The Building Blocks

I was fortunate to have a few really great English teachers during high school.  I still recall many of the lessons on building well-constructed sentences and how that led to well-constructed paragraphs, and then pages, and then essays and papers.  While it wasn’t always my favorite class, I did really enjoy learning about that structure and thought-process of composition.

In my career as a drumming instructor and composer of percussion music for pipe bands, I have drawn many comparisons between learning and communicating the English language and doing the same for drumming.  Composition is a skill that needs to be fostered and developed: both in the English language and with music.  I’ve often used the comparison that just because someone has the ability to read and comprehend a Best-Selling novel, does not equate to their ability to write and publish a Best-selling novel of their own.  The skill to write and communicate needs to be cultivated and developed.  Many times, you learn the most by learning from your mistakes.

In pipe band drumming, those mistakes would include things like composing the score to be too technically challenging for the players to recreate the intended musical effect, or trying to make a score overly complicated so that the listener isn’t able to comprehend the attempted musical purpose.  Most times, the answer is to keep things simple and direct.  However, there’s a fine line to draw, because you don’t want the score to be so simple that it lacks musical and rhythmic interest.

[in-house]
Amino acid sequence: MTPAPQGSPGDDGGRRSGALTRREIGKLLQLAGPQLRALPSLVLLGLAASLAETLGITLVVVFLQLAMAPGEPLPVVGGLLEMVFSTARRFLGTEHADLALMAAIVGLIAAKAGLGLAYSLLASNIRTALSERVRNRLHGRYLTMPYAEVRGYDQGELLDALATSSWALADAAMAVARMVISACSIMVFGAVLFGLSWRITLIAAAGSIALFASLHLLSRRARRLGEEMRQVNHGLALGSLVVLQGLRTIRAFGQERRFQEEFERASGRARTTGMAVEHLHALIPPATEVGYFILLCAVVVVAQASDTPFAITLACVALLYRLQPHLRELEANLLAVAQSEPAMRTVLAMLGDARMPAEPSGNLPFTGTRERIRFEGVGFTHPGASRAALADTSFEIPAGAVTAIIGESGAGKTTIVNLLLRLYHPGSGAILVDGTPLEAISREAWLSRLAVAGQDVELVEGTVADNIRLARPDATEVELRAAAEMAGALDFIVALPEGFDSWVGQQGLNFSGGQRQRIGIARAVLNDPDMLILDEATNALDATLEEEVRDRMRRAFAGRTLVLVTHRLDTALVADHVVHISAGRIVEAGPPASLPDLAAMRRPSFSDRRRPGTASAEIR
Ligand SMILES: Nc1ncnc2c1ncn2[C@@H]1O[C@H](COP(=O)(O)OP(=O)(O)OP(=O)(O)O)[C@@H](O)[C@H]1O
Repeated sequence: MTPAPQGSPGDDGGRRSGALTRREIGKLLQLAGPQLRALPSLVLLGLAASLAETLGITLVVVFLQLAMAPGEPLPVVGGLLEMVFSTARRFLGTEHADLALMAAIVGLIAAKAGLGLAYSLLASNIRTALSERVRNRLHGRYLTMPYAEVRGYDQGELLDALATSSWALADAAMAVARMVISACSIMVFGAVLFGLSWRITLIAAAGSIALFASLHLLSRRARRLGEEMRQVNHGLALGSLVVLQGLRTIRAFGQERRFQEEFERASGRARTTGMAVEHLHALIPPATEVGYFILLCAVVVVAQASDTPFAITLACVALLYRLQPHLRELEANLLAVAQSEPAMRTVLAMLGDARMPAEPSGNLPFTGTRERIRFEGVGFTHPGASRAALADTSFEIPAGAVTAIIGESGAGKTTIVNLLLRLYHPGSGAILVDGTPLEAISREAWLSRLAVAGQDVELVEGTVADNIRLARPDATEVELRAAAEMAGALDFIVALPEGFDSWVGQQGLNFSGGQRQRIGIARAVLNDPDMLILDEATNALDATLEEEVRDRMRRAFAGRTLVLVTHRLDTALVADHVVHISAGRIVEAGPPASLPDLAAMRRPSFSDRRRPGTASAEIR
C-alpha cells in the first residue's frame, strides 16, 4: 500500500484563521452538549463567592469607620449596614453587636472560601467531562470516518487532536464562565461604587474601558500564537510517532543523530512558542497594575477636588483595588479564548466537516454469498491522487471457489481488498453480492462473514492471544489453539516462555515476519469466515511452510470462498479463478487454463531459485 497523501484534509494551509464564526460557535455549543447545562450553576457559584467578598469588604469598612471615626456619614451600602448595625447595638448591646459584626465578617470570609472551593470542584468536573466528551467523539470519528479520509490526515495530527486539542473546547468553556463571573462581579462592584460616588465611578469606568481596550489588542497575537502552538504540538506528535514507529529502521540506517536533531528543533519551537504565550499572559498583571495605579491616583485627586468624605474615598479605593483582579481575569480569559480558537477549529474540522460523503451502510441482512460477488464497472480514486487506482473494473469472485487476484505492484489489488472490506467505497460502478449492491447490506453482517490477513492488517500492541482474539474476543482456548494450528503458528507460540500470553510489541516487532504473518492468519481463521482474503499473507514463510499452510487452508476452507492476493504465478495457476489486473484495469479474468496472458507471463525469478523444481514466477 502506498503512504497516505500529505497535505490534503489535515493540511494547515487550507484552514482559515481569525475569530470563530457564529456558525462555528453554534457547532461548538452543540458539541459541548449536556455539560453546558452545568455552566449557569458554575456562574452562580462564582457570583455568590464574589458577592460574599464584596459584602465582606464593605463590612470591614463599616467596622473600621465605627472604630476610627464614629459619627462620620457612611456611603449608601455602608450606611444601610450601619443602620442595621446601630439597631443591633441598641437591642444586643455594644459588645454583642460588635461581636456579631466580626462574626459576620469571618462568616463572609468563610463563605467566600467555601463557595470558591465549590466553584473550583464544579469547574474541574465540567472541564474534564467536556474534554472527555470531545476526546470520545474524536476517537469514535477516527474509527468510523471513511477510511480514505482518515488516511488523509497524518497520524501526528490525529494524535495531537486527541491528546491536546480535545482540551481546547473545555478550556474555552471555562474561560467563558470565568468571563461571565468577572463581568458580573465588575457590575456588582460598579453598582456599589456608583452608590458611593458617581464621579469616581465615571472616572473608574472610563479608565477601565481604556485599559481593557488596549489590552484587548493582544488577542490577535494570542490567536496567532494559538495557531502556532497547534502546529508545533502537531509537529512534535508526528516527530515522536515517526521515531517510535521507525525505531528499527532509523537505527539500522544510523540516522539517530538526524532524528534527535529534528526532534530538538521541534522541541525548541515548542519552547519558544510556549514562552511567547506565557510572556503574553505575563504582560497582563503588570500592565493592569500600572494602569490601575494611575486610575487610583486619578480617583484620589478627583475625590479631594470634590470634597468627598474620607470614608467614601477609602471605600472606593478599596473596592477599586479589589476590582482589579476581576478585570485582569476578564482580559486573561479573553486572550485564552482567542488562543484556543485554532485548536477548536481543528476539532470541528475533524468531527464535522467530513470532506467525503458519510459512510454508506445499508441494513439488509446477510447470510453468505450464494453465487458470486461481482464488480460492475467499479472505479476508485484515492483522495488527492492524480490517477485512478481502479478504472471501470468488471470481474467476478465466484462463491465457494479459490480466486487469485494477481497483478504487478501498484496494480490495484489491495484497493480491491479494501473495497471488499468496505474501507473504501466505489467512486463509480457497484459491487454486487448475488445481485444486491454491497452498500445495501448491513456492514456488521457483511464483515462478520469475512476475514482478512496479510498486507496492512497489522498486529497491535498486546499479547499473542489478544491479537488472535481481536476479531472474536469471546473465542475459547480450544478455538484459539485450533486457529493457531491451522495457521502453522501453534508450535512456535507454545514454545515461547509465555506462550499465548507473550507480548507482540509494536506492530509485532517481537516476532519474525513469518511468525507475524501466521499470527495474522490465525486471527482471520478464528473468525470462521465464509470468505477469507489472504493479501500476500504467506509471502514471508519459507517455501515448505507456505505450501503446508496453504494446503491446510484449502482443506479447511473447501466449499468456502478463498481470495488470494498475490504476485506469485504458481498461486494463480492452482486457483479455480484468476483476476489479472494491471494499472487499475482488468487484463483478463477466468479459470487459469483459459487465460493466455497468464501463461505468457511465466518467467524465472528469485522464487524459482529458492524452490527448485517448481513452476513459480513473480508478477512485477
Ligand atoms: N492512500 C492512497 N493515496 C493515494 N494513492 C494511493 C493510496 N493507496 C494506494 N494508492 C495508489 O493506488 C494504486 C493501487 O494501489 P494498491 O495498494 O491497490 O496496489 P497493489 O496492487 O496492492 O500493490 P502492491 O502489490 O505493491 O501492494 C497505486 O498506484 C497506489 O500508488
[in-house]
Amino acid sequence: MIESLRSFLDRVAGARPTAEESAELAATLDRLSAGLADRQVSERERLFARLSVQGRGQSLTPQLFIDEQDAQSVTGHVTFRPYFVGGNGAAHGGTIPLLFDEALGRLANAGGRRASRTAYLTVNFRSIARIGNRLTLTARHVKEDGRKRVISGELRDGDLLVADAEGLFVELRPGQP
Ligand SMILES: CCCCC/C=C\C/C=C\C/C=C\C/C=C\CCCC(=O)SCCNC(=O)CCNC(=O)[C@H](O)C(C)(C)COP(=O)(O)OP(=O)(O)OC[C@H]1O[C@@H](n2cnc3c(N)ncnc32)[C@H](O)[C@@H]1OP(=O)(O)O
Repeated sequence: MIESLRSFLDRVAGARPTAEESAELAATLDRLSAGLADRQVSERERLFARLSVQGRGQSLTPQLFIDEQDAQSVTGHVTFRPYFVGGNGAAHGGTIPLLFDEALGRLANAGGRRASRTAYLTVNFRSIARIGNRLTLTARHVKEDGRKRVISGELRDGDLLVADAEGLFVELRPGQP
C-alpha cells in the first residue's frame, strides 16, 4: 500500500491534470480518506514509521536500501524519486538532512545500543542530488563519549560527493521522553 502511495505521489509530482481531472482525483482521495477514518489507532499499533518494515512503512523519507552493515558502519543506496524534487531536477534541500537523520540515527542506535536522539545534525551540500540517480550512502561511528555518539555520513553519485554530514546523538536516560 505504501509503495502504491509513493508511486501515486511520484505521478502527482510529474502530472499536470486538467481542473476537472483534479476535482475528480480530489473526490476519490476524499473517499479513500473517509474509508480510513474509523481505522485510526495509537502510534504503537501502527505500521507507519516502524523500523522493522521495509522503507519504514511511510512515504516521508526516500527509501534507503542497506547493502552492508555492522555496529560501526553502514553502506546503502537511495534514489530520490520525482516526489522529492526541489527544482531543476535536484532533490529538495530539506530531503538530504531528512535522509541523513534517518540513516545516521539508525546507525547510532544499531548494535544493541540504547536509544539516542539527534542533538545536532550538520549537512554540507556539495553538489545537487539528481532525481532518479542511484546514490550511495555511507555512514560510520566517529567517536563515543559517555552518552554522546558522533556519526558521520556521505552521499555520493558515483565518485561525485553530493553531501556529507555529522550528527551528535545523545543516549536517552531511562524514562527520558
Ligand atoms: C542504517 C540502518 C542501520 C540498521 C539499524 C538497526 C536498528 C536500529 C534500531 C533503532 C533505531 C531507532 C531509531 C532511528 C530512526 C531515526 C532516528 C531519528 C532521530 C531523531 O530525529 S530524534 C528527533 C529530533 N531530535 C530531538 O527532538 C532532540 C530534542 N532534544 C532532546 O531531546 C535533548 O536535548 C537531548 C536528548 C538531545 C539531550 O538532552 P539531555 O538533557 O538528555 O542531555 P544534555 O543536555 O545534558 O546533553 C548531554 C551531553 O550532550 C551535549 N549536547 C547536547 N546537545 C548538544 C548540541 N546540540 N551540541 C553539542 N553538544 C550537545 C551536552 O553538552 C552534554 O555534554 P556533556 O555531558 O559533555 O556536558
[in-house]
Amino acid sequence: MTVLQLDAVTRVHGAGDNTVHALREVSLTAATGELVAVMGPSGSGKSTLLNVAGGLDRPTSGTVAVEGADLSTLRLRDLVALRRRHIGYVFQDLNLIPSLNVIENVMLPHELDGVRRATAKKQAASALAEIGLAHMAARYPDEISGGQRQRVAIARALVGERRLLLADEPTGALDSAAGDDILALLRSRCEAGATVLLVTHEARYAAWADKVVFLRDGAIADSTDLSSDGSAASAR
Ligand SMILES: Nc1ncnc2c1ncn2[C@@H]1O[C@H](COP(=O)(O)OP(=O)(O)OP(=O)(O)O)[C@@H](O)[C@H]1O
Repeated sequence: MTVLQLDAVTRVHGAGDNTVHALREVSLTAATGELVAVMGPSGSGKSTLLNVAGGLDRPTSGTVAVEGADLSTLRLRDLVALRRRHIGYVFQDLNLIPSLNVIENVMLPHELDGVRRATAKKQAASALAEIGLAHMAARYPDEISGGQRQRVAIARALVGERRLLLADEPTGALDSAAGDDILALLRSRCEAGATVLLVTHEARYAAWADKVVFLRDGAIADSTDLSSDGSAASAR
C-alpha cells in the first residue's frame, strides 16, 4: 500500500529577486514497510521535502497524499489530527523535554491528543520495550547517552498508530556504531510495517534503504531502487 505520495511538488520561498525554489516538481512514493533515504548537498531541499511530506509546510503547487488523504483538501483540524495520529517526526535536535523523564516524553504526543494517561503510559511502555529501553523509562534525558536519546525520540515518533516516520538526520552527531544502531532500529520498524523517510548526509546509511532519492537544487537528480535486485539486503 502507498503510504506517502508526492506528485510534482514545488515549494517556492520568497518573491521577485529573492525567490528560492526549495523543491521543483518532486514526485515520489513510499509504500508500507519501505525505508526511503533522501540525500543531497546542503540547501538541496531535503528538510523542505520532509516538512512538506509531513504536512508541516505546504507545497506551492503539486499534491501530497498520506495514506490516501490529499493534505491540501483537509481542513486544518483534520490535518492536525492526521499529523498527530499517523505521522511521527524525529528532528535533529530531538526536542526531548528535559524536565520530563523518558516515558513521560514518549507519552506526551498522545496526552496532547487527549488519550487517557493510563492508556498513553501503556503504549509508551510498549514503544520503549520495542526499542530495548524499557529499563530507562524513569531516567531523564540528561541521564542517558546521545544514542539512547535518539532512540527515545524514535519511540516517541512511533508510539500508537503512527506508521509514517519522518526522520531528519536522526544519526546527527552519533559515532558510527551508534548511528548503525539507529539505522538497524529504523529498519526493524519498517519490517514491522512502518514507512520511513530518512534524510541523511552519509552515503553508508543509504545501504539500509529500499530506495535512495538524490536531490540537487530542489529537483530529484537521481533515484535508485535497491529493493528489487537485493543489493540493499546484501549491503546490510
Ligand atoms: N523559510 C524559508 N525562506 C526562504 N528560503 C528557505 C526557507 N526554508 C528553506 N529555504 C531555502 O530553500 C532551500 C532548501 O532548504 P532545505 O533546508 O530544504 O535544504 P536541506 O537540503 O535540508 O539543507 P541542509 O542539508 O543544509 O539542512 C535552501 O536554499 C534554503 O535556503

When teaching drumming students, I typically focus on trying to approach building scores the same way that you would teach someone to learn to read in English.  We start with basic technique and rudiments, comparable to letters that form words.  Then we work to put a few rudiments together to build phrases, similar to sentences.  Then you string a few phrases together to create a full part of music, similar to a paragraph.  And finally, a few parts of music create a drum score for a full tune, which would be like several paragraphs to create a complete paper or article.

Once players are able to play and understand drum scores to a reasonable level, then it becomes time to start mentoring their development for composition and help them being to construct phrases and compose their own drum scores.  Just like writing in English: the more practice you have doing it, the better your composition abilities become.

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